4 Reasons Resumes Are Rejected
By Ryan Mack
Recruiters spend countless hours reviewing resumes and screening candidates. In fact, they spend so much time scanning resumes that they can often do it in a minute or less.
As disappointing as that may be, given all the hard work you put into your resume, it's the unfortunate reality. And with such a small amount of time to make an impression, it's no wonder that they occasionally get it wrong. You may have been the perfect person for the position, but because you failed to successfully package yourself, your resume and your chances end up meeting their demise with the click of a mouse. Read on to learn the top four reasons your resume may end up in a recycle bin or trash folder.
1. The length
Have you ever read a magazine article, short story, blog, etc., and thought, "Get to the point already?" Recruiters have the same response when they read over a three-page resume. Nine times out of 10 they will probably just move it to the rejection stack.
Your resume is not meant to be an exhaustive list of every job you've ever held, every award you have ever received, and every training program, club or activity you have ever attended. To make the best impression and have the best chance of making the cut, highlight those things on your resume that are most important to the position at hand.
Don't be afraid to use different resumes for different positions. Taking a few extra minutes on your end to tailor your resume could mean the difference between the hiring manager or the trash being the next recipient of your application.
2. No cover letter
If you are over- or under-qualified for a position, have a varied work history, or have skills that aren't highlighted on your resume, a cover letter is essential. While you may know your full life story, a recruiter does not.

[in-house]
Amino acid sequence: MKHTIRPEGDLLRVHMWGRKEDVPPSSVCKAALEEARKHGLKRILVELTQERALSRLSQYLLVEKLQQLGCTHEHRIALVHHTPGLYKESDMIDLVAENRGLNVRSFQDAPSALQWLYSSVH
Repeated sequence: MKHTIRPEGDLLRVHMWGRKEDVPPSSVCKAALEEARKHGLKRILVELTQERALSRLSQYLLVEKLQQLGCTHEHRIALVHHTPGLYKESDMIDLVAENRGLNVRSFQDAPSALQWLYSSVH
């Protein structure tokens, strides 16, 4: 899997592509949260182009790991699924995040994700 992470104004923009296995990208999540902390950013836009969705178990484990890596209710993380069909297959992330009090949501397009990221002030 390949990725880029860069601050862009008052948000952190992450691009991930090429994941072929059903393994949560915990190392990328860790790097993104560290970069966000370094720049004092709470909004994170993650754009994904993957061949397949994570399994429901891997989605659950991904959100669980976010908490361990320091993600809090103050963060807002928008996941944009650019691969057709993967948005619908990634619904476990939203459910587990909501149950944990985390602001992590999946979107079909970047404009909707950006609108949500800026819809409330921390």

What may appear as flaws in your experience may be explainable because you were trailing a spouse or taking time off to care for your family.
A one-size-fits-all resume may not explain why you are interested in and qualified for a position that isn't an exact match to your prior roles.
In addition, you may be seeking to return to a staff role from a management role due to personal reasons. It is important to professionally highlight this in your cover letter vs. leaving it to the recruiter's imagination that you can't handle the role, are facing termination, or are desperate.
3. Grammar and spelling
We've all been there. We have reviewed a piece of writing, a proposal or, worse yet, our resume a million times and think it's perfect. For whatever reason, our eyes and spellchecker let us down, and we miss the blunder. The recruiter, however, does not. Your perceived lack of attention to detail instantly catches the eye of the recruiter -- do not pass go; do not collect $200.
4. Achievements vs. job description
One of the biggest and most frequent reasons that people fail to be noticed is that their resume lacks a job-details-vs.-results orientation. No matter how many big words you use to describe your job duties, if you fail to identify your contributions to past organizations, you may be passed over.
Companies want to know that they are getting value for their buck in today's market. It isn't enough just to be qualified for a position. They are looking for employees who can hit the ground running and make contributions fast. By highlighting how you have added to the success of a past employer, you are likely to catch a recruiter's eye and make it to the top of the pile.
What are some resume blunders you have made?
Ryan Mack is a partner at TruYuu, an online service that helps people present themselves as more than just a resume to employers. You can connect with Ryan and the TruYuu team on Facebook and Twitter.
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